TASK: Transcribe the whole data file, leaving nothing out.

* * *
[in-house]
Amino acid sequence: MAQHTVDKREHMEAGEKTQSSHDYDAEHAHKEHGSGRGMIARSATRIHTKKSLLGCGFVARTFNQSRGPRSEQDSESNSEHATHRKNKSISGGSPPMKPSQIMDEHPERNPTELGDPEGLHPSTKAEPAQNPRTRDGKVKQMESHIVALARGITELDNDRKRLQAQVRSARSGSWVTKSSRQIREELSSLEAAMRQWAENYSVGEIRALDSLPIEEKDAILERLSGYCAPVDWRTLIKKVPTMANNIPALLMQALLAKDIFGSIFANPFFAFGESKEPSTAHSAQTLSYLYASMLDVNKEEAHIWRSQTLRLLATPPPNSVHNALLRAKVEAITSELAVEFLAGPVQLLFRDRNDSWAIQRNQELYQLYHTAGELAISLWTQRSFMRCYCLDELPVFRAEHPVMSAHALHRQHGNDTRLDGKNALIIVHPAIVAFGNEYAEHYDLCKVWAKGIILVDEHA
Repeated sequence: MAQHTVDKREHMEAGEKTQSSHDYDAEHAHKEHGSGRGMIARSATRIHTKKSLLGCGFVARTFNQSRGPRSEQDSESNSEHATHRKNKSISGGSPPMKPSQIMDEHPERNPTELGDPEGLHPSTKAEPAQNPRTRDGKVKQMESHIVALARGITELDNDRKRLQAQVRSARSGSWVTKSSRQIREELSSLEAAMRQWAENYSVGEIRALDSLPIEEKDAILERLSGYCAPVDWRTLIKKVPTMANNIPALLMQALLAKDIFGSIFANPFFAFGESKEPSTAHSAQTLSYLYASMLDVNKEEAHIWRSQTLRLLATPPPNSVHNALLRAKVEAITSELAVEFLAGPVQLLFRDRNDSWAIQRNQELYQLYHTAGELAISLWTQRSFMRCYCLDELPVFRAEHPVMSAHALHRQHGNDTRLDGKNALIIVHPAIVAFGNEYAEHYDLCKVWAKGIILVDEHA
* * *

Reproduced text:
[in-house]
Amino acid sequence: MAQHTVDKREHMEAGEKTQSSHDYDAEHAHKEHGSGRGMIARSATRIHTKKSLLGCGFVARTFNQSRGPRSEQDSESNSEHATHRKNKSISGGSPPMKPSQIMDEHPERNPTELGDPEGLHPSTKAEPAQNPRTRDGKVKQMESHIVALARGITELDNDRKRLQAQVRSARSGSWVTKSSRQIREELSSLEAAMRQWAENYSVGEIRALDSLPIEEKDAILERLSGYCAPVDWRTLIKKVPTMANNIPALLMQALLAKDIFGSIFANPFFAFGESKEPSTAHSAQTLSYLYASMLDVNKEEAHIWRSQTLRLLATPPPNSVHNALLRAKVEAITSELAVEFLAGPVQLLFRDRNDSWAIQRNQELYQLYHTAGELAISLWTQRSFMRCYCLDELPVFRAEHPVMSAHALHRQHGNDTRLDGKNALIIVHPAIVAFGNEYAEHYDLCKVWAKGIILVDEHA
Repeated sequence: MAQHTVDKREHMEAGEKTQSSHDYDAEHAHKEHGSGRGMIARSATRIHTKKSLLGCGFVARTFNQSRGPRSEQDSESNSEHATHRKNKSISGGSPPMKPSQIMDEHPERNPTELGDPEGLHPSTKAEPAQNPRTRDGKVKQMESHIVALARGITELDNDRKRLQAQVRSARSGSWVTKSSRQIREELSSLEAAMRQWAENYSVGEIRALDSLPIEEKDAILERLSGYCAPVDWRTLIKKVPTMANNIPALLMQALLAKDIFGSIFANPFFAFGESKEPSTAHSAQTLSYLYASMLDVNKEEAHIWRSQTLRLLATPPPNSVHNALLRAKVEAITSELAVEFLAGPVQLLFRDRNDSWAIQRNQELYQLYHTAGELAISLWTQRSFMRCYCLDELPVFRAEHPVMSAHALHRQHGNDTRLDGKNALIIVHPAIVAFGNEYAEHYDLCKVWAKGIILVDEHA